This situation happens time and time again to people in the business. You’re told you have an hour to present and it comes down to 30 minutes. You’re told you have 30 minutes and I only have ten minutes so tell me what you’ve got or you’re meeting somebody in the elevator and literally have an elevator ride. What you’re about to share of what you do in a situation should have everyone on the edge of their seats because it applies to business.
When I talk to salespeople I could see on their faces when they hear this how attached they are to that situation because it must be happening to them every day. Here I am, I got the phone in my hand and I know that there’s no way for me to fluff this column up or fill it out. I need Gorbachev’s words and I need at least an hour in order to reach into his soul and extract the wisdom to fill up that column. I leaned into the telephone and I asked the publicist’s, “How much time have I got?” She says, “Ten minutes.” I go crazy, “This is impossible. I can’t do this in ten minutes.” She was like, “Cal, a lot of very important people have been added to the list to see Mr. Gorbachev. There’s nothing I can do about it. Do you want that time or not?” Of course, I take the time but as I hang up the phone, I’m feeling worse about this. I know I’m going to walk in that room and we’re going to shake hands. We’re going to exchange pleasantries, we’re going to be seated and there are two minutes right there. Plus, my questions are going to have to be translated into Russian and his answers back into English. It’s another two minutes right there. This interview is down to six minutes before it even starts but you can only do your best.
The point of time arrives. The publicist escorts me into the conference room and I look in there and a smile comes over my face because there he is. I walk up to him and I know I’ve got to do something to get the time back. I know that doing things in a normal conventional way is not going to work. I’m looking at him and I get this feeling that he’s expecting my first question to be about nuclear arms or Ronald Reagan or world events. I quickly jump in and say, “What’s the best lesson your father ever taught you?” He was surprised in a pleasant way. He looks up and doesn’t say anything. He’s looking at the ceiling as if he’s seeing a movie of his childhood on it then he starts to tell me a story. It’s a story that goes back to when he was a boy and his dad got called up to fight in World War II. The Gorbachev’s lived on a farm. He was describing the trip that the family took from the farm to the town in order to see the dad off. He was doing it in nice details and I’m sitting there wondering, “This is amazing. I didn’t see this in research.” Another part of my brain is screaming, “Wrong question. This interview is going to be over before Gorbachev’s even get to town.” They don’t get to town. When they get to town, Mr. Gorbachev takes everybody in the family into a little shop and he buys them all ice cream.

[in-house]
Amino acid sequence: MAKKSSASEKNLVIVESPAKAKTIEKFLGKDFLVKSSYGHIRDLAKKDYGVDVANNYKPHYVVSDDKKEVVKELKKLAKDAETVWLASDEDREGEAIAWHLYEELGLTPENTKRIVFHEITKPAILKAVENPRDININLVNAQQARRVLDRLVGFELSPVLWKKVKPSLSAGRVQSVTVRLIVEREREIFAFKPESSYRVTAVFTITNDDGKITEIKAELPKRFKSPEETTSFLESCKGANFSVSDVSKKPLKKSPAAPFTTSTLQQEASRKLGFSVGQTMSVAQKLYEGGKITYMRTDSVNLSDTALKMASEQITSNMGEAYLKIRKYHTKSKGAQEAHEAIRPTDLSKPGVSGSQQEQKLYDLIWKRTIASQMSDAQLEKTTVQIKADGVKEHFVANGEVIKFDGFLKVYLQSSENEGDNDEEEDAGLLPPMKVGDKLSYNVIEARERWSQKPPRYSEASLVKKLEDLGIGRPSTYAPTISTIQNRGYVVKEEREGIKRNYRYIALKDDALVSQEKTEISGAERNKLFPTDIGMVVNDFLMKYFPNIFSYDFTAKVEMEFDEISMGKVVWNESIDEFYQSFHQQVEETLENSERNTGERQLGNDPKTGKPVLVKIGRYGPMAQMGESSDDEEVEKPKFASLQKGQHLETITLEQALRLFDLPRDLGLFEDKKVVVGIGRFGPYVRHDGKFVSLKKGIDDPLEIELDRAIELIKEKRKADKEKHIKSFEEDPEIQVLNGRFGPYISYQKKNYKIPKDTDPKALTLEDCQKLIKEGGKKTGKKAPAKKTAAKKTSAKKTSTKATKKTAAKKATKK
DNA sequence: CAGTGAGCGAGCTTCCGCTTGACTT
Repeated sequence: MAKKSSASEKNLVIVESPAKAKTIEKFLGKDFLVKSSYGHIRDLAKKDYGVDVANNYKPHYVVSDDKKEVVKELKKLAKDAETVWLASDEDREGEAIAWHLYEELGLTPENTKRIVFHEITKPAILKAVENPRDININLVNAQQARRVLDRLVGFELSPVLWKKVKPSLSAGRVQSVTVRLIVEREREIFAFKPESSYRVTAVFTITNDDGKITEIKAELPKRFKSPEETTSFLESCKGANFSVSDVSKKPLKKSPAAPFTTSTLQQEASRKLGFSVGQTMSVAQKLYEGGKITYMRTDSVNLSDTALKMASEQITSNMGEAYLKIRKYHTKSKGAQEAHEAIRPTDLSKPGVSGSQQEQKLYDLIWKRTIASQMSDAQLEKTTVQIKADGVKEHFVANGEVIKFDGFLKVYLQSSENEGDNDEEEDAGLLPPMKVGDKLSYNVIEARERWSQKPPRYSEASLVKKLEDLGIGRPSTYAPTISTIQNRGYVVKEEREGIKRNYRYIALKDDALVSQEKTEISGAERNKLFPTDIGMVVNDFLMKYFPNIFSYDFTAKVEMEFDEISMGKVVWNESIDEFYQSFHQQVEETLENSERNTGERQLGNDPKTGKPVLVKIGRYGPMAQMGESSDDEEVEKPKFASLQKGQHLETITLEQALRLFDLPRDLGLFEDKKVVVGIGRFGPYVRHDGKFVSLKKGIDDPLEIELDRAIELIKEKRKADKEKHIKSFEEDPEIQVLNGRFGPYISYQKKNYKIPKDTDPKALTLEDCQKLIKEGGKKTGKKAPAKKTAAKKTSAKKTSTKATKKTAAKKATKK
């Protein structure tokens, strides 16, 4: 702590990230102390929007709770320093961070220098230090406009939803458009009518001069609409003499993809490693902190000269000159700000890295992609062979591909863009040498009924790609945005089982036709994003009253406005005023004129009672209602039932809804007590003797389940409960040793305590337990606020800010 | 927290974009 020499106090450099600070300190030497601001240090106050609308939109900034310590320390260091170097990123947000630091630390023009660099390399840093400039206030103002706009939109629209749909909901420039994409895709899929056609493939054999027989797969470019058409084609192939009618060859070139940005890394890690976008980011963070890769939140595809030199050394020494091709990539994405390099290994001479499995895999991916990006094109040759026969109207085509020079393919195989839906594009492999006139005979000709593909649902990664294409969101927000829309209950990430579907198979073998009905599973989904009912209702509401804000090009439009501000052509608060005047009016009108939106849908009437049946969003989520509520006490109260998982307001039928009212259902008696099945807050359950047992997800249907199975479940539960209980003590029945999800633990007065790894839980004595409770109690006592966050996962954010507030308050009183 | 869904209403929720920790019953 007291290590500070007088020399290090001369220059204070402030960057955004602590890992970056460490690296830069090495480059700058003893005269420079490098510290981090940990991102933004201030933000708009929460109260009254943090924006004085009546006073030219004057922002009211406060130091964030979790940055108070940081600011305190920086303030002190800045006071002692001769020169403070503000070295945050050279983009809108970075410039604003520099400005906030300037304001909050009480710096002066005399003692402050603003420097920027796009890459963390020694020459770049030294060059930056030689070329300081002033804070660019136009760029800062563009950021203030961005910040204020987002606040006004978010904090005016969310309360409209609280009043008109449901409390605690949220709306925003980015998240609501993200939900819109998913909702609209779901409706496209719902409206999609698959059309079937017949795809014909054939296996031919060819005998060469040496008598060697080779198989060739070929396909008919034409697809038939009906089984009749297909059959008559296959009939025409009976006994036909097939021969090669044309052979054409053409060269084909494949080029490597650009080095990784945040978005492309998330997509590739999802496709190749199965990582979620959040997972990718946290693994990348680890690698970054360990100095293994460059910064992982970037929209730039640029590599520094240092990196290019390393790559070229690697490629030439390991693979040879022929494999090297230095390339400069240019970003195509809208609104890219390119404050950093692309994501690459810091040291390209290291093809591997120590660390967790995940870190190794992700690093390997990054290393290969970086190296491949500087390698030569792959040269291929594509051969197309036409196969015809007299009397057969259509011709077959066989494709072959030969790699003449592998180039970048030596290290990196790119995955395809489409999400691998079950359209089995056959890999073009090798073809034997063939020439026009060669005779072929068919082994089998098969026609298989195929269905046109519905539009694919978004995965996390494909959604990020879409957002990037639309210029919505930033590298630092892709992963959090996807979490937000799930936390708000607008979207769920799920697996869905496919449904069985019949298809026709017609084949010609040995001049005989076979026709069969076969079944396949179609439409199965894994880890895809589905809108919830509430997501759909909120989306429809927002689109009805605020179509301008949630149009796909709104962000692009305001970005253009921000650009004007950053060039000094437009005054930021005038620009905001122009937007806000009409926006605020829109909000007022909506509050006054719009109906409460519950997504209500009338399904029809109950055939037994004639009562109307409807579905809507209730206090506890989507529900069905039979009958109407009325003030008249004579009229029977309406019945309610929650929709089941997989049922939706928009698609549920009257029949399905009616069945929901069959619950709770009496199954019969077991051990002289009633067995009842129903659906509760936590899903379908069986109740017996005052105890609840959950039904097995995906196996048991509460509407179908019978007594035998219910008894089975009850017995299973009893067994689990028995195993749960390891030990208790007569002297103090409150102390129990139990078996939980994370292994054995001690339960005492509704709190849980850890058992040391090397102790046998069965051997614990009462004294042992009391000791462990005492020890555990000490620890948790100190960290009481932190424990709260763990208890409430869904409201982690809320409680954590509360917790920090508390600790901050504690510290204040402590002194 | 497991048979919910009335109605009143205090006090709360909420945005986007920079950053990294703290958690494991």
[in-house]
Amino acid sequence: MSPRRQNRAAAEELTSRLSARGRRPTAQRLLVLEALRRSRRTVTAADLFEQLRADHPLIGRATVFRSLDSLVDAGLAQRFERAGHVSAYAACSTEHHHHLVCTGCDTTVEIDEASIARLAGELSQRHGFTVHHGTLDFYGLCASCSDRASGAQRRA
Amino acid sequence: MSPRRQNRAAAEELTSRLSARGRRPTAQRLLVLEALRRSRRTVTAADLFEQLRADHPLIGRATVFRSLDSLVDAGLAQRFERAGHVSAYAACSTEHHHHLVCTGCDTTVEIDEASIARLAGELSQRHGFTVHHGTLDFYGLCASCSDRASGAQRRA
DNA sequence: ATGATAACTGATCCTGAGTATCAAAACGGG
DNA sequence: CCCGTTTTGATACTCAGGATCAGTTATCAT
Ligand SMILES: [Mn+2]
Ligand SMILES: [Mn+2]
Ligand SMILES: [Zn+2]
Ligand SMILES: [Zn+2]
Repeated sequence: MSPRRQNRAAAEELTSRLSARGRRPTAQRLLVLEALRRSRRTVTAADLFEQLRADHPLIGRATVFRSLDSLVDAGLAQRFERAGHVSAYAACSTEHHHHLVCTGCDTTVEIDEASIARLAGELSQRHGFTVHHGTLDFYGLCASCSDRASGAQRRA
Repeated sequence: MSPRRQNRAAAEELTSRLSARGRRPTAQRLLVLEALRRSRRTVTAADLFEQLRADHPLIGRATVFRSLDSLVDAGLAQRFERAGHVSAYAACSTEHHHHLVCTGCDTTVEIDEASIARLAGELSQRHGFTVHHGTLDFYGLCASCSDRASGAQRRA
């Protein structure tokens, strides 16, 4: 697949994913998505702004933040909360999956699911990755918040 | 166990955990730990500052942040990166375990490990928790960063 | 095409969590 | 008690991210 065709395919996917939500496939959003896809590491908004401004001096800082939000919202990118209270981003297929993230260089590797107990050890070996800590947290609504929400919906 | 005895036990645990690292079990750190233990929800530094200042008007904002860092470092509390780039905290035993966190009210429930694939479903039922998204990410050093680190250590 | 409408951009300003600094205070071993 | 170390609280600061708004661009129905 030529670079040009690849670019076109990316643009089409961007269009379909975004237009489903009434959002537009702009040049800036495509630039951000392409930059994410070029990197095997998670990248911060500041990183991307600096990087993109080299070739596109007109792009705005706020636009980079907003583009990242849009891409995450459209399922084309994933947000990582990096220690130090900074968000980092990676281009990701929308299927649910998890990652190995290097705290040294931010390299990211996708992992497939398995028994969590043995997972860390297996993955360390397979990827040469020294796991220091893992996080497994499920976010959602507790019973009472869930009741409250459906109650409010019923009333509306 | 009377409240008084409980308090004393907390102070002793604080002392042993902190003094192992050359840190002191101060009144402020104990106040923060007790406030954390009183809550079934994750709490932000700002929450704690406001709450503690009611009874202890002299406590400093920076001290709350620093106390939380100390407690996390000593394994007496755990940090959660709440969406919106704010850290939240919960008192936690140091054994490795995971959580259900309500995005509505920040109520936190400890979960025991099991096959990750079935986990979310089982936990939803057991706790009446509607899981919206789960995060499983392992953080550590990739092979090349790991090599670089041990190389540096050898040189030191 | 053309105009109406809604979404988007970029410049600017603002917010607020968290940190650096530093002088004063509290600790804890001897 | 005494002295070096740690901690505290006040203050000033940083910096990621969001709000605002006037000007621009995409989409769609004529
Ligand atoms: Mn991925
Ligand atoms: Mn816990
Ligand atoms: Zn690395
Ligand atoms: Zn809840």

Gorbachev is remembering this ice cream. He’s remembering the aluminum cup that it was served in. He’s talking about this aluminum cup of ice cream as if it’s sitting in the palm of its hands. The more he talks about this ice cream, the more we both have this realization. This cup of ice cream is the reason he was able to make peace with Ronald Reagan and end the Cold War. This cup of ice cream contains the moment that he could just imagine might be the last moment that he’d ever see his dad. It was a dread of not knowing what was going to happen from this point on. He’s looking at the ice cream, I’m looking at the ice cream, we both look up at each other and we’re thinking, “This is deep.” Just then there’s a knock on the door and it’s the publicist, “Mr. Gorbachev time for the interview to conclude.” Gorbachev looks, the publicist looks at the translator, looks over at me and he says, “No. I want to talk to this guy.” The publicist is surprised but she backs out the room. The conversation continues and goes deeper. About ten minutes later another knock on the door. This time the publicist comes in a little more sheepishly, “Mr. Gorbachev, Cal.” Mr. Gorbachev’s says, “No. I want to talk to him.” The publicist backs out the room.